This topic has no doubt been explored countless times before and we would not be surprised if we managed to uncover hardcore proponents from various camps of thought. But let’s look at the question again and try to settle with an objective conclusion
Earlier this week, one of our readers stumbled upon a stack of his old car magazines. Most of these magazines were from the early 1980s, where cars were supposedly more affordable. He sent us a few screenshots of car prices from back in the day and we thought it would be a good idea to share this with our readers.
It is interesting to note that the pages from this particular magazine is from 1981; so this is a time from before the Proton Saga was available for sale, air-conditioning was optional, automatic gearboxes were a luxury, and some cars were sold in both 3-door and 5-door configurations. In fact, it was a bit of an eye opener for me, to see how many cars were actually locally assembled.
The images above are pretty pixellated (no thanks to WhatsApp) but we picked a few that were clear and have placed them below for easier viewing:
BMW 320 (with a.c.) — $40,937.00
BMW 528i (A) — $72,730.40
Datsun 120Y 5-sp — $13,599.02
Honda Civic 3-dr — $13,484.57
Honda Accord 4-dr (A) — $24,115.60
Honda Prelude — $26,395.60
Mazda 323 1.3 H’back 5-dr — $14,378.64
Mercedes-Benz 280SE (A) — $89,058.38
Mitsubishi Lancer 1400 (A) — $15,541,09
Mitsubishi Colt 1200 GL (3-dr) — $15,021.80
Porsche 911 SC — $117,030.20
Porsche 911 Targa — $123,547.20
Porsche 930 Turbo — $206,434.80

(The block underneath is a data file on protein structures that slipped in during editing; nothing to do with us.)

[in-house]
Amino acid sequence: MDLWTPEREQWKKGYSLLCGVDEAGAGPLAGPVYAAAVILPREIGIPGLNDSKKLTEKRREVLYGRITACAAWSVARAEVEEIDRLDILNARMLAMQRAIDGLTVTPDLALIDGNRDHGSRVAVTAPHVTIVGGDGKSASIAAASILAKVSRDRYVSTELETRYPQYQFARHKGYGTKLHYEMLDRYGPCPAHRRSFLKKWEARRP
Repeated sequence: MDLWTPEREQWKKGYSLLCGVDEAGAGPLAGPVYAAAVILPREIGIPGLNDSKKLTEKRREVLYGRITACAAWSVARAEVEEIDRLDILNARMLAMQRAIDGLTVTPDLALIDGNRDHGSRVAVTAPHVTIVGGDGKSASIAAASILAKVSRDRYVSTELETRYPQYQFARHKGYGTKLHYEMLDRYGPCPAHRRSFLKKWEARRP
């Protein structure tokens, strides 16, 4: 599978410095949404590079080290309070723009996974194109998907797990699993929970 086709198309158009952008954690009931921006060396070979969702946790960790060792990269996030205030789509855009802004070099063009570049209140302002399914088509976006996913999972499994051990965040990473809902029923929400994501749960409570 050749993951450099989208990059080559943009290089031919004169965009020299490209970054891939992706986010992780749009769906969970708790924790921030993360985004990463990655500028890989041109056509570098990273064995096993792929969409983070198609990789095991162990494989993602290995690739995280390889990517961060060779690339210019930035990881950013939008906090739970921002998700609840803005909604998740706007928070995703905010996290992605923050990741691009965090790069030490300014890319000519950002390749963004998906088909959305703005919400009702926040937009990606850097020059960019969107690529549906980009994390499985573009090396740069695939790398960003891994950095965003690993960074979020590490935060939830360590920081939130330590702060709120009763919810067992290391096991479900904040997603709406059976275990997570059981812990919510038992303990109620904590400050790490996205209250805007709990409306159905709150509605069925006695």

SAAB Turbo 4 — $73,413.50
Toyota Corolla Sedan — $14,152.04
Toyota Starlet — $13,148.20
Volkswagen Golf — $17,458.44
Just for reference sake, a double-storey terrace house in Taman Tun Dr. Ismail would have cost around ~$130,000 back in the early 1980s. Yes, roughly similar money as that fancy Porsche 911.
Today, nearly 40 years later, that same house has an asking price of ~RM1,500,000 while the (arguably) most appreciated car from the above list, the Porsche 930 Turbo, is asking ~RM650,000 more or less. Mind you, not every single car in that list has the ability to appreciate in price; factor in inflation, costs of ownership and other what-nots and most of the cars above are junk today.
Here in Malaysia, and just about everywhere else in the world, cars depreciate over time. This is fact. Granted, there are the few which go against the grain, but buying the right one is always a gamble. And in gambling, you either win or lose. Think about it — can you afford to lose?
Clearly then, on a value time-graph, few assets can pose a challenge to property as a form of financial investment. No, it is not impossible to buy a car and profit from it in the short term (remember the Audi A6 Hybrid and Volkswagen Polo GTI?), but the simple truth is you’ll need deep pockets to make it work. Any Tom, Dick and Harry knows you can make money by reselling steel Rolexes but the harsh reality is that you probably won’t be able to get your hands on one, certainly not at retail prices; unless you are an existing VIP or VVIP customer.
Did you really think the Average Joe could walk into a Pagani or Koenigsegg showroom to place an order, with no previous buying history or provenance? In this league, you’ve gotta be able to pay to play.
Look, there is no fixed formula when it comes to investing your money. No one can predict what happens tomorrow and we’re certainly not experts when it comes to the subject of hedging personal funds. All we’re saying is that you should base your purchases around your life’s needs and wants. And everyone has different priorities, at different stages in their lives.
Let’s say you’re in your thirties and are trying to decide between buying your first home or that sweet Honda S2000, only you know the answer to your ‘dilemma’ — although we would ask that you sit down and discover what your priorities are and focus on your needs over your wants.
Oh, did we also mention that a Porsche 911 Turbo today costs much more than your average house?